HomeCat Aggressionhuman causes of cat aggressionThis cat has a “history of violence” – or does it?


This cat has a “history of violence” – or does it? — 23 Comments

  1. This was discussed on talk radio a couple if days ago and the callers all thought this family is completely insane.

    They need to give the cat his own space, his own territory, so he’s not competing with them or the baby for territory and dominance. They should build something like what Jeff built for Monty. Then the cat can own that high space and look down on them. His aggressive tendencies would vanish. The cats needs aren’t being met. Kicking him only makes it worse. Give him what he needs– his own territory and a way to “own” the room– and he’ll be fine.

    How can people live with a cat and not figure that out? They should watch Jackson Galaxy’s show just once. In almost every episode a cat is helped by being given access to height in a room. I would guess this “violent” cat has no access to high places in any room. I’d bet money on it.

  2. Giving an aggressive animal away to someone else is only pawning off your own problem on someone else and opening yourself up to easily winnable liability lawsuits (winnable on behalf of the recipient of your aggressive animal). Giving away an aggressive animal is never an answer and never solves the real problem — people who allow aggressive animals being bred for household pets.

    If you have to wear boots in your house to accommodate an aggressive pet there’s something seriously wrong. People like that desire being abused and disrespected, even in their own homes — they are mentally and emotionally damaged in the very first place.

    • The point I made is that we don’t know if the cat is aggressive or is being defensive in a hostile home. I say the cat has demonstrated defensive aggression because this doppy man hit his cat. Why are you assuming the cat is inherently aggressive? That is incorrect and if you are a troll (Woody) don’t respond rudely, please.

    • No, the boots were necessary in combination with redirection treatments as part of the behaviour therapy program. Those of us who take on temperamental cats or tame feral kittens (i’ve done both) understand the need for personal protection in the early stages of the process. Once the cat learns there is nothing to be gained from attacking legs and its prey drive is redirected, the boots aren’t needed any more. People like this aren’t desirous of being disrespected; modifying a problem behaviour takes time and patience and often needs interim precautions such as gloves or boots.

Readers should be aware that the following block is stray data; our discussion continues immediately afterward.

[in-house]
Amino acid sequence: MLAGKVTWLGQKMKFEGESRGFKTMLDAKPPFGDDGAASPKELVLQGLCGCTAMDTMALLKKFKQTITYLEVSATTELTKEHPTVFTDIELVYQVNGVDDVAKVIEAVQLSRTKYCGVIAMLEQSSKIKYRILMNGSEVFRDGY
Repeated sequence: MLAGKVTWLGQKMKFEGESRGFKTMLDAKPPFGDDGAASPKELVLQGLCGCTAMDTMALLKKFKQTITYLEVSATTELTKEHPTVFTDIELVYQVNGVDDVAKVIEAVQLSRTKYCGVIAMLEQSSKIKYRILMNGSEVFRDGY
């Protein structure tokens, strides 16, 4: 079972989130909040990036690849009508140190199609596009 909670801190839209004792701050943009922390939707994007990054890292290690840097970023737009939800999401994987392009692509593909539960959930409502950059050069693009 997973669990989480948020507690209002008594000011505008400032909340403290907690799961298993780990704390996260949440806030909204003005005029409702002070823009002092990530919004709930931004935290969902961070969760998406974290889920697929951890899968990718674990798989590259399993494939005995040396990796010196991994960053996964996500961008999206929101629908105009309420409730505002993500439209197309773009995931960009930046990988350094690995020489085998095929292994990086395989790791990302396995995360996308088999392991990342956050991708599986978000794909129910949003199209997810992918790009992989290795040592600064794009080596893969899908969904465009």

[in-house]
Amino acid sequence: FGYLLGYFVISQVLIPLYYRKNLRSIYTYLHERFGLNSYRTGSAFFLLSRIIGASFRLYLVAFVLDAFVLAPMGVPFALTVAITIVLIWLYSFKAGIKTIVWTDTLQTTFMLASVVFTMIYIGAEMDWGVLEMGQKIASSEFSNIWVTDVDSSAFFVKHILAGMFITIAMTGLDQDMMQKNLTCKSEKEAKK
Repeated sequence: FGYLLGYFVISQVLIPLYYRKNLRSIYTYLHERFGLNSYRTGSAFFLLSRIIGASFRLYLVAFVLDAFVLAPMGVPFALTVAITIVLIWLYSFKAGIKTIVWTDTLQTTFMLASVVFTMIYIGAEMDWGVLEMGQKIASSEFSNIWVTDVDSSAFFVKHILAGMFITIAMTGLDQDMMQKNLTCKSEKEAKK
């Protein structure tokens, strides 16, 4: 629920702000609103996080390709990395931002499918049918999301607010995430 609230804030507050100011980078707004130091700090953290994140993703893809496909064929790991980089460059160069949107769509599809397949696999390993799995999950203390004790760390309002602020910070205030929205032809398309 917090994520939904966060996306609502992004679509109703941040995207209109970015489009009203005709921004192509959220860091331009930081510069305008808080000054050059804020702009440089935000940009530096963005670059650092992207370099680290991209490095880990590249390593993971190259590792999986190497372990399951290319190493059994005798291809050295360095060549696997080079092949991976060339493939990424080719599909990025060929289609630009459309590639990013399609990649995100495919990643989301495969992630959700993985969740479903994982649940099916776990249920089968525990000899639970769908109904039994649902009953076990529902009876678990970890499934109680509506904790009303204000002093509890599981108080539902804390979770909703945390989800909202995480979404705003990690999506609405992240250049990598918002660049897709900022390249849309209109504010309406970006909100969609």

• Gotcha, Woody!
      That’s one of the reasons we like to keep you here, at home, with us – so you don’t troll other websites so much.
      Please don’t breed!

  3. I don’t believe that cats are born with violent tendencies toward humans. They’re made.
    I am with ferals every day and have been for years. I have never been attacked and they have a lot of potential to do harm. I would have to be an idiot to provoke any cat. If I did, I would deserve everything I got.

  4. I’ve been involved in the rescues of some very temperamental (“nasty” in the words of former owners) Colourpoint Persians and I blame a mix of bad breeding and poor socialisation. They needed specialist homes and behavioural modificaton, in particualr the ones that attacked legs (their new owners had to wear wellies or leather boots in the house).

  5. Cats don’t ‘attack’ babies without good reason, no doubt the baby grabbed the cat and he gave it a warning scratch. Kicking the cat was cruel and cowering in the bedroom ‘afraid’ and sending for the police was stupid and over dramatic. I just hope the poor creature is out of that place now because if not his life must be a misery.

    • I probably have been a bit judgmental (about these people) but I am defending, once again, the cat because the media have been judgmental about the cat. The domestic cat does not do what this cat allegedly did without a good reason.

  6. A long time ago, I thought that I was ready to breed Persian Blue-points. I soon discovered that my male himmie, Yeti, was aggressive towards my Makita, my buddha kitty. I loved them both unconditionally, yet I had to accept the fact that Yeti was genetically predisposed to aggression due to questionable breeding background. It immediately forced me to question my “expertise” and I found him a good home, after having him neutered. I am particular about the retired adults that I allow to adopt any cat. He is the only that I have ever adopted out. That said, I do hope and meditate that these idiots in Oregon? have the wherewithall to find a good home for their cat. Am I mistaken in thinking that you are already working on this? 🙂

    • aww well tahts prob made that cat the way it is. Its really sad. Hopefully karma will come to those people. Its just really sad that the cat being blamed for this. Hope your doing ok caroline.

      • Well, when you say, “that’s probably what made…” I’m figuring you mean the adults in the household. 😉 Because, that is “exactly” what I was insinuating, while remaining um, compassionate.

  7. The himmie, you would think, would have immediately bonded with the baby, but given that the baby’s parents never bonded with the cat, nor should they even have a cat, they misinterpreted the overweight, neglected Himalayan’s response. We have no intimate details, as far as I can tell. And who needs them? This is obviously an abused cat, probably their baby will suffer as he/she maturates as well. The parents will soon suffer, as the cat and baby have both done.

  8. This is ridiculous. I cant believe they are blaming the cat. Im sure anyone even cats would react if someone pulled their tail. I hope the cat is ok. Whats wrong with people these days??

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